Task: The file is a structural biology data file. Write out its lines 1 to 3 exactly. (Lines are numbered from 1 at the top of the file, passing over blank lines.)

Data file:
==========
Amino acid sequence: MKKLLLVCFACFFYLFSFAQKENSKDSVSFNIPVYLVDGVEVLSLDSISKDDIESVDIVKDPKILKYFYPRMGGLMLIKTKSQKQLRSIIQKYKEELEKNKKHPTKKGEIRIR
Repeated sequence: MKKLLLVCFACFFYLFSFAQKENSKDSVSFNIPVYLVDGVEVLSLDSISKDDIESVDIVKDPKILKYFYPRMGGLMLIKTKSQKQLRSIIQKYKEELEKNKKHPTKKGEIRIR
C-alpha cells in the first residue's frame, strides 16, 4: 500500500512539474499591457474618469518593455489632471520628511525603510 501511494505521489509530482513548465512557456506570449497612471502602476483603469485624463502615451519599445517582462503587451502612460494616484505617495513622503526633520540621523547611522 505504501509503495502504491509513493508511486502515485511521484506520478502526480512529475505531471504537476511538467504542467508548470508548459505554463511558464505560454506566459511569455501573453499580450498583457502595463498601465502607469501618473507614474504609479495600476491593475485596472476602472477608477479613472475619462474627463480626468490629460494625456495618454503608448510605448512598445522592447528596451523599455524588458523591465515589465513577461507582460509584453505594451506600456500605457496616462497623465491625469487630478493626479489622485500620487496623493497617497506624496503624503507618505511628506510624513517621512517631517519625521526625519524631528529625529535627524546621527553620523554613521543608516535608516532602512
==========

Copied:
Amino acid sequence: MKKLLLVCFACFFYLFSFAQKENSKDSVSFNIPVYLVDGVEVLSLDSISKDDIESVDIVKDPKILKYFYPRMGGLMLIKTKSQKQLRSIIQKYKEELEKNKKHPTKKGEIRIR
Repeated sequence: MKKLLLVCFACFFYLFSFAQKENSKDSVSFNIPVYLVDGVEVLSLDSISKDDIESVDIVKDPKILKYFYPRMGGLMLIKTKSQKQLRSIIQKYKEELEKNKKHPTKKGEIRIR
C-alpha cells in the first residue's frame, strides 16, 4: 500500500512539474499591457474618469518593455489632471520628511525603510 501511494505521489509530482513548465512557456506570449497612471502602476483603469485624463502615451519599445517582462503587451502612460494616484505617495513622503526633520540621523547611522 505504501509503495502504491509513493508511486502515485511521484506520478502526480512529475505531471504537476511538467504542467508548470508548459505554463511558464505560454506566459511569455501573453499580450498583457502595463498601465502607469501618473507614474504609479495600476491593475485596472476602472477608477479613472475619462474627463480626468490629460494625456495618454503608448510605448512598445522592447528596451523599455524588458523591465515589465513577461507582460509584453505594451506600456500605457496616462497623465491625469487630478493626479489622485500620487496623493497617497506624496503624503507618505511628506510624513517621512517631517519625521526625519524631528529625529535627524546621527553620523554613521543608516535608516532602512